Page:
Following the announcement that the Consumer Prices Index (CPI) rose by 8.7% in the 12 months to April 2023, Steven Cameron looks ahead to what the latest figures could indicate for next year’s state pension increase.
Steven Cameron, Pensions Director at Aegon, said:
“The latest inflation figures for the year till April, dropping from 10.1% to 8.7%, may boost the chances of the Government delivering on its commitment to halve inflation to 5.1% by the year end. This would also offer some relief to millions of struggling households, although prices are continuing to rise.
“However, it’s a double-edged sword for state pensioners waiting to see what the triple lock formula may grant them as an increase next April. The triple lock pays out the highest of price inflation to September, earnings growth taken at a point two months earlier (the year-on-year increase for the three months May to July) or a minimum rate of 2.5%. Many have speculated that with high and volatile inflation and earnings growth, this may not be sustainable longer term.
“Since being introduced during the 2011/12 tax year, the triple lock has been based on price inflation six times, earnings growth three times and the 2.5% minimum rate has kicked in four times. For the April 2022 increase, because of earnings distortions as a result of the pandemic, the earnings growth component was dropped from the formula and the increase was based on inflation of 3.1%. (See Figure 1)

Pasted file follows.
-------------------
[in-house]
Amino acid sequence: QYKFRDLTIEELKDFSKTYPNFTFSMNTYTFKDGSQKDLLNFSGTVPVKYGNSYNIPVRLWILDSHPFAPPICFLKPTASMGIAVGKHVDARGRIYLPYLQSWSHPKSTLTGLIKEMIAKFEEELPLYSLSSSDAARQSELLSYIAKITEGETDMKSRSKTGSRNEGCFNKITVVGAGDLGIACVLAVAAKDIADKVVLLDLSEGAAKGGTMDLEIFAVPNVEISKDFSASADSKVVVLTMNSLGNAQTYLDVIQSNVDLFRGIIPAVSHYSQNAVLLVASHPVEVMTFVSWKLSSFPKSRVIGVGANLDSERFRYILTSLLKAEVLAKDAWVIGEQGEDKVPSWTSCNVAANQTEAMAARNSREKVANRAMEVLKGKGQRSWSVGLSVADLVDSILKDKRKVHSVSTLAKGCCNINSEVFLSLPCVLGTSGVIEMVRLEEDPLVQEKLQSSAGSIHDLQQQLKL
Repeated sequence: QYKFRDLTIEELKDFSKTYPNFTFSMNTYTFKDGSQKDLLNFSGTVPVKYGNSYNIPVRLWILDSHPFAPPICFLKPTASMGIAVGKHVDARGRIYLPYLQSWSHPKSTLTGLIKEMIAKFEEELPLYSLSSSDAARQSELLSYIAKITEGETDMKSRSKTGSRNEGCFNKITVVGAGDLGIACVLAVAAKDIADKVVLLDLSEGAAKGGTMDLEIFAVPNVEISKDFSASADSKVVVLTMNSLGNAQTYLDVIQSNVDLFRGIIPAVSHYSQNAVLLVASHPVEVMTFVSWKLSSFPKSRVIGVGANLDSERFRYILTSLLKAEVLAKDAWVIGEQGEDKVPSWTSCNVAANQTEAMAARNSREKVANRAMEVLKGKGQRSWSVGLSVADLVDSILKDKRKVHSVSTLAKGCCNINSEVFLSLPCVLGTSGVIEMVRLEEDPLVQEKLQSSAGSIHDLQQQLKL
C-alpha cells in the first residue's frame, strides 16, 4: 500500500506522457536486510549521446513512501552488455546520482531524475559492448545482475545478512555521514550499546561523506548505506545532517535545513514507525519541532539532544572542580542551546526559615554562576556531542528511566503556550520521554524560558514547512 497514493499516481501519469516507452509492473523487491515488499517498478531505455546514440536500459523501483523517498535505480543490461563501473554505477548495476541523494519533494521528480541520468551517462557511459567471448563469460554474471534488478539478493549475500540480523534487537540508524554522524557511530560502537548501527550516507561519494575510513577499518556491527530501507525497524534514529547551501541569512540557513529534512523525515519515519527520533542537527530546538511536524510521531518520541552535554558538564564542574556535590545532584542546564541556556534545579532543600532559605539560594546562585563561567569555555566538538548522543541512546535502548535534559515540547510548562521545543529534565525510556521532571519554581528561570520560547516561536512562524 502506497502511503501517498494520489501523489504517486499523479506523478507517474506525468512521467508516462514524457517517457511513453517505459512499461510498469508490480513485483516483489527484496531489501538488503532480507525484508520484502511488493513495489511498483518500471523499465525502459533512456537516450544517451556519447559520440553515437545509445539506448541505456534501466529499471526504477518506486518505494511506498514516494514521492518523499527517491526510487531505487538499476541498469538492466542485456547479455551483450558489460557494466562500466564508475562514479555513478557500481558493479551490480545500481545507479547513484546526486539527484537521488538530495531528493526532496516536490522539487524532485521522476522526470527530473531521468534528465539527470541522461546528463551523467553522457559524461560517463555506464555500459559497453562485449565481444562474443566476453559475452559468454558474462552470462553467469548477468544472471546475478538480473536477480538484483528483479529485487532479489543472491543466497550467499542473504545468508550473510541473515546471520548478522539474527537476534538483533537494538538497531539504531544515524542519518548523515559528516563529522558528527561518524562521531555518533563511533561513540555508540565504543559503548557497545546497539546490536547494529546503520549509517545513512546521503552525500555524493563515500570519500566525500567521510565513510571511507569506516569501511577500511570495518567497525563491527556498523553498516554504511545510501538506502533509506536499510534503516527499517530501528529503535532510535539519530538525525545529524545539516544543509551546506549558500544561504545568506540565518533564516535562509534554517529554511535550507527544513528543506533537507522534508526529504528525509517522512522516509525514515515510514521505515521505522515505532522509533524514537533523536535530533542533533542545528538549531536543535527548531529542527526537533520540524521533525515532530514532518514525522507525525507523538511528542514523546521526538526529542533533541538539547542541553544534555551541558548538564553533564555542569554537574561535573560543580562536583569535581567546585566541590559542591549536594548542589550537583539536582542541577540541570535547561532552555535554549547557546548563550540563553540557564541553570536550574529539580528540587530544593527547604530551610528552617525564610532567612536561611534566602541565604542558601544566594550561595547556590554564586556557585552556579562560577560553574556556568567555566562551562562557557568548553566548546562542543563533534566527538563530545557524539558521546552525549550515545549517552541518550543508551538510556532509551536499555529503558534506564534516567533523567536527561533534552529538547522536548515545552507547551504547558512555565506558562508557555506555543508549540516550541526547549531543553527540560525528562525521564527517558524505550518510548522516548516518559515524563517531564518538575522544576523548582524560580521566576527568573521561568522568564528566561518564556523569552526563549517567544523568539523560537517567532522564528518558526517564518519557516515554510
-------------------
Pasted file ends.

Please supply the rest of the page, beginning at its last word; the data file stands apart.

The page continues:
“State pensioners now need to wait to see the trend in inflation figures over the coming five months, as well as what might happen to earnings growth. If inflation falls steadily to 5.1% by the year end, in line with the Government’s commitment to half inflation, then the September figure might be 6.2%. If earnings inflation remains at current levels, the earnings component would be slightly less at 5.8%. This would produce an increase in April 2024 of 6.2%, far below this year’s earlier double-digit increase of 10.1% but still coming at a high cost to Government. (See Figure 2)
“The Bank of England remains committed to getting inflation down to its target of 2% at some point in the future. However, there remains much uncertainty over when that might be achieved, with Andrew Bailey, the Governor of the Bank of England, revealing that the model it has been using to predict inflation may not be as reliable as it was in the past.
“This leaves the prospect of the triple lock granting unpredictable and potentially costly increases in future years. The big question is whether any political party will dare to reveal its longer term plans for the triple lock ahead of the Election.”